2015 is Balboa Park's centennial year and the San Diego Model Railroad Museum is celebrating by building a Garden Scale (1:32) railway exhibit, featuring a few key buildings. http://www.sdmrm.org/centennial-railway-garden/4577994776. I was fortunate enough to be brought into this project through friends I met through the San Diego Makers Guild. http://www.sdmakersguild.org/
These model buildings are built out of precision board by Dovetail Joint Designs, Dovetailjointdesigns.com. I am designing all of the decorative facades which are being 3D printed on my Makerbot Replicator 1 and a Makerbot Replicator 2 owned by http://monstermodelworks.com/. All of the gluing of 3d printed parts to the buildings and painting was taken care of by the SDMRM.
This project will be completed this month and I will add pictures of the finished Railway Exhibit. All in all I will be showing pictures from the California Tower, the Organ Pavilion and the Botanical Garden. You can Google all of these locations in Balboa Park and see their beauty. You can also come to SDMRM and see how 3D printing is being utilized. I hope you enjoy and attend the exhibit.
Step 1: Import Images Into Your CAD
down the image to the required height I needed. This can be done with any image file. Photos also work really well. Note that the sketch has both the side and the front view of the buttress.
From the origin, I drew a vertical centerline to my desired length. Opening a sketch in the side view, I brought in the image of the buttress and lined it to the centerline. Likewise in the front view I aligned the front of the buttress.
Step 2: Sketch Side View
I am leaving the views in isometric view just to get a better idea of how this is being designed in 3D.
I selected the side view and started a new sketch. After the plane was normal to my view, I closely traced a basic outline of the buttress.
After I had that basic sketch outline I extruded to the width I needed. The width I needed was easy to align to the front view of the buttress.
Step 3: Sketch Top Detail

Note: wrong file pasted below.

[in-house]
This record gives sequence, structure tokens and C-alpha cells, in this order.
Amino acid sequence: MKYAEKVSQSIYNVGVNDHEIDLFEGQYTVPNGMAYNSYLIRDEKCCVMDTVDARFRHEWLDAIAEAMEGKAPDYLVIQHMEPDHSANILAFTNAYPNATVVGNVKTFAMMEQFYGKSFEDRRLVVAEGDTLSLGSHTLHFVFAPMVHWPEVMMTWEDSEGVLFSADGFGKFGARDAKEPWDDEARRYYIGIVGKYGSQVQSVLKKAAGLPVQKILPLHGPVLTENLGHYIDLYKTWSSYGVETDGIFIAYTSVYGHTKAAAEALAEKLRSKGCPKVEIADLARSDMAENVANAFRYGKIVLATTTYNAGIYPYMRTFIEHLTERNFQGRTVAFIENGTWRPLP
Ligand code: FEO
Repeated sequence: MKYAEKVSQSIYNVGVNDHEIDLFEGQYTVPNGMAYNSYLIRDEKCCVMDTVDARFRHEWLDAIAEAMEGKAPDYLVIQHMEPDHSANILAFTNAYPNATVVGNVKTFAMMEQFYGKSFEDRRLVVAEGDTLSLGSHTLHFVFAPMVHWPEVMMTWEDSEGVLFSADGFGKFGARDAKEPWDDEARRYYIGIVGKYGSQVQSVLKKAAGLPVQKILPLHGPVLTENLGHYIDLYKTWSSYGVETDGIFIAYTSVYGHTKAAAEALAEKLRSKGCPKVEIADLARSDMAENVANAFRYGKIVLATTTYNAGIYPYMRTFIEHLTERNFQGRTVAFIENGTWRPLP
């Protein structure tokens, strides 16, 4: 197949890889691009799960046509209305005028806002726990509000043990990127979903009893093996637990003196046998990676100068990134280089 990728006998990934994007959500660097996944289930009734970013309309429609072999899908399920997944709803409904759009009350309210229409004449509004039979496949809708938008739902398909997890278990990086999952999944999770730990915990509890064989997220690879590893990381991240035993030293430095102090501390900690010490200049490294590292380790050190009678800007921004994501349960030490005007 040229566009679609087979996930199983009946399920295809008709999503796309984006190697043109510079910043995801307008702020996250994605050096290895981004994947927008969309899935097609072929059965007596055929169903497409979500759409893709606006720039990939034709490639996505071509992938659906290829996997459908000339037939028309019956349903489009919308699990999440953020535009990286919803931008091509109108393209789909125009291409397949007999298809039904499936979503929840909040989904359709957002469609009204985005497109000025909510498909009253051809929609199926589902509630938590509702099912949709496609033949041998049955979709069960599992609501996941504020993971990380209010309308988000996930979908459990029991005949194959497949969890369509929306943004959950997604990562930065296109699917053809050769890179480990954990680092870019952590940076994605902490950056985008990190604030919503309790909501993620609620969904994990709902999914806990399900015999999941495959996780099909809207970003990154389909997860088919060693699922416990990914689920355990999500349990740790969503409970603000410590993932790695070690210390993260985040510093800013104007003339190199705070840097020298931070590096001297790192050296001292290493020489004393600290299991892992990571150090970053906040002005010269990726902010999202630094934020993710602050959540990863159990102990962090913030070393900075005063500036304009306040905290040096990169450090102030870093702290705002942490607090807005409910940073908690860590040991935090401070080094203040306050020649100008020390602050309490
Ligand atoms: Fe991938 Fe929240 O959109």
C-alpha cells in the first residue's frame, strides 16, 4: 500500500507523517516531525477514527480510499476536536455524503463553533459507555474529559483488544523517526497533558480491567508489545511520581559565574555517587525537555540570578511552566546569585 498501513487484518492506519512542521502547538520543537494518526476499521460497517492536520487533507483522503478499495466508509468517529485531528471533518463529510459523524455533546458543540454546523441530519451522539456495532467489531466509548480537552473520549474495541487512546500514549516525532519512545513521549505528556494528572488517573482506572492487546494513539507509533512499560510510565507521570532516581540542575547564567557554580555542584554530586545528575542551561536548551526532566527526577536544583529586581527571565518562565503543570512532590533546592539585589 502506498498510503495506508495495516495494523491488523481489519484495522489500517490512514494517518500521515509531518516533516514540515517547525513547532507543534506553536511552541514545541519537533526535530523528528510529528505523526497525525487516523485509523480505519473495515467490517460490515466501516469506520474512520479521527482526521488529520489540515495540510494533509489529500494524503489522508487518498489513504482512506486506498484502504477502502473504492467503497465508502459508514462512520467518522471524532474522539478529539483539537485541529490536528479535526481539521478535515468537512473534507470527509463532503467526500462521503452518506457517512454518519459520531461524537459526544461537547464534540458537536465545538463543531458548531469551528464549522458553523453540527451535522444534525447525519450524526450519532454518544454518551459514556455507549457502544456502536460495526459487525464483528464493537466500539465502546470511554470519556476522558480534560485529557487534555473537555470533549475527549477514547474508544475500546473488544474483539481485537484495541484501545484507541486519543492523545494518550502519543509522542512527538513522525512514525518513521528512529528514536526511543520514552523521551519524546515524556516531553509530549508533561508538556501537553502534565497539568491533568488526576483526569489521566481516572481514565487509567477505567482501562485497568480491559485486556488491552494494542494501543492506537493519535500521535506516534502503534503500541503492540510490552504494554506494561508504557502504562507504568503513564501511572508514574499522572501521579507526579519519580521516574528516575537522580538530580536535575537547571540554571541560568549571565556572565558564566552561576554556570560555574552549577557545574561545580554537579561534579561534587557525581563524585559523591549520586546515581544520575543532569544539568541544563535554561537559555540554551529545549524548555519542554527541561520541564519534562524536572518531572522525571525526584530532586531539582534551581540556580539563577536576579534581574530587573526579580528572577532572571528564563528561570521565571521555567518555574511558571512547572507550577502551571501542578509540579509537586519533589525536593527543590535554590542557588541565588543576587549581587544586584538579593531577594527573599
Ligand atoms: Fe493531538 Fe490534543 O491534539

I started a new sketch on the side view and traced out the top detail.
After extruding it, I had to start a new sketch on the front view and trace the top detail from that view. I used the extrude cut command to take away the excesses.
Step 4: Finial
The finial was easy. All I needed to do was select the side view and draw a centerline town the center of the finial. Using polyline I traced the outline of half of the finial. Then I used the rotated command and selected the centerline ans the axis to revolve around.
I also added a couple of champhers here and there.
Step 5: Final and Render
Here are images of the finished model in CAD and rendered. Along with the actual 3D print being assembled on the California Tower.
This is it. I hope you go out and import your 2d images into your CAD and started designing around it. I also included a ton more pictures from the project but I will refrain from explaining how I designed each part. But the theme is constant throughout the project, and that is, I relied heavily upon the 2d drawings I was able to import into my CAD.
Step 6: Pillars
I won’t go into step by step detail about how I designed the
pillars for the California Tower. Except to point out that I did not sketch from the image face. But instead started from the bottom and began to extrude upwards.
This pillar is completely symmetrical so I was also able to use a circular pattern command to get in some details.
To make this compatible with a FDM printer I had to flatten one side so it would print well.
Step 7: Tower Top and Dome Turret
Just like the pillar these are completely symmetrical so I was also able to use a circular pattern command. These parts also needed a little paint.
Step 8: Main Facade
This was by far the most intense part. I was able to use the same technique of tracing along the 2d drawings, but was also able to just use the mirror command to design the other half at the same time. This saved me a lot of time because I only really design half of this.
This was divided up into 8 pieces and printed separately then glued together using crazy glue.